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To be a Cave Diver...

I've never been a big fan of documentaries. I think, for my generation at least, being forced to watch them at school gives them the reputation of being educational and thus ‘uncool’. Similar to how reading a GCSE textbook for recreational purposes is just not the done thing. Anyway, after a recent trip to some caves in the Brecon Beacons I thought I'd give this new documentary film a try on Disney+ . It's called ‘The Rescue’. It's the story of the 2018 rescue mission in Thailand. If you can remember, it's the one which saw the children of a junior football team, together with their manager, trapped inside a cave.

While the documentary may have got off to a slow start (possibly my short attention span), by the end, I was completely blown away. What’s interesting is that the focus of the story isn’t so much on the trapped victims themselves, as the attempt to rescue them. Throughout the documentary, you see these senior officials and state authorities call upon all the relevant professionals to get into the caves; engineers, Thai Navy SEALS, the US Pararescue, etc…

However, an answer emerges from the most unexpected of places. Unlike most rescue missions, this was something that required specialist knowledge and experience in the relatively obscure recreation of ‘cave diving’.

A small crew of unassuming volunteers from the UK rock up, introduced to us as cave diving ‘hobbyists’. At first glance, they don’t seem to inspire much confidence in what is a national state of emergency. Seeing the volunteers arrive in t-shirts and flip-flops, the local authorities are baffled as to how these part-time cave divers are the only group of people in the entire world capable of carrying out this delicate rescue operation.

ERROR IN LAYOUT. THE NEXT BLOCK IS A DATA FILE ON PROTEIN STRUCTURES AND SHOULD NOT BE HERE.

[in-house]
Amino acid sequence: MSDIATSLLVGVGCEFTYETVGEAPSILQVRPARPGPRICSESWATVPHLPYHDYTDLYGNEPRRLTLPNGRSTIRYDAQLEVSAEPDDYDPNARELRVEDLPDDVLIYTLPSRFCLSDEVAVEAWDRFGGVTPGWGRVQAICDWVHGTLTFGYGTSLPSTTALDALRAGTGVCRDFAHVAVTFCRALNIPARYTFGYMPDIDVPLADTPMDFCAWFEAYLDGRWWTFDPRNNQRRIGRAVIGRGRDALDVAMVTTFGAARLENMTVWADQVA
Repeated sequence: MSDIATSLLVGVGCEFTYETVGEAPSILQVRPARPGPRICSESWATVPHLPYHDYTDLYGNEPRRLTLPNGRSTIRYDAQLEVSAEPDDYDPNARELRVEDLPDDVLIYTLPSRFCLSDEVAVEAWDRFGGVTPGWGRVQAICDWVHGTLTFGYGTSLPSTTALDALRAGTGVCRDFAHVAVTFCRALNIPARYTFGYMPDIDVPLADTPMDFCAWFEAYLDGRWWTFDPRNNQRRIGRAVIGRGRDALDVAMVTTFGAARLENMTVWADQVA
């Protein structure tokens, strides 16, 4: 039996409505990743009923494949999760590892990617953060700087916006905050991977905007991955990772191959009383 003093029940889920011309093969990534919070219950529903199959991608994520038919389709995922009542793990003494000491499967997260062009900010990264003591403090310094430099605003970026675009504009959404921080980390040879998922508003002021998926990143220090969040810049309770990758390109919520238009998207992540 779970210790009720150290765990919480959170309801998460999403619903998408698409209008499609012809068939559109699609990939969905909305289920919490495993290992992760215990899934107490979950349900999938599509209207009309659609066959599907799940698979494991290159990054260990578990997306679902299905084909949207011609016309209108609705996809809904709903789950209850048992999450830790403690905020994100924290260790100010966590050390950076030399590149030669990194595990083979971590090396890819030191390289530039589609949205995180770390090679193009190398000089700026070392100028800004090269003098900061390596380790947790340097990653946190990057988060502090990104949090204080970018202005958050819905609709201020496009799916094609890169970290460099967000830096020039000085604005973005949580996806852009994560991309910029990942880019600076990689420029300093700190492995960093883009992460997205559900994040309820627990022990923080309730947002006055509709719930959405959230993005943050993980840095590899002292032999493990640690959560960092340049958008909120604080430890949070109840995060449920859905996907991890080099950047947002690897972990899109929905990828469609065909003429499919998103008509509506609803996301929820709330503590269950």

What blew me away was that each of these cave divers admitted to having their own set of social challenges growing up. Some recalled being bullied in childhood, failing at team sports, last to be picked in the playground, emotional challenges and antisocial character traits. One admitted to being somewhat ‘different’ from other people. It seems as though their emotional constitution provided the perfect temperament for their cave diving abilities to thrive. You hear one of them recall how the narrow underwater passages served as a refuge for his mind; a quiet space for his curiosity to wonder unchallenged.

Unfortunately, I don't suppose these kind of personality traits will ever be encouraged on a LinkedIn profile, but as we can see, for some jobs it may prove critical…

One can’t help but wonder how our own childhood experiences have shaped us into the individuals we are today.

Happy new year! :)


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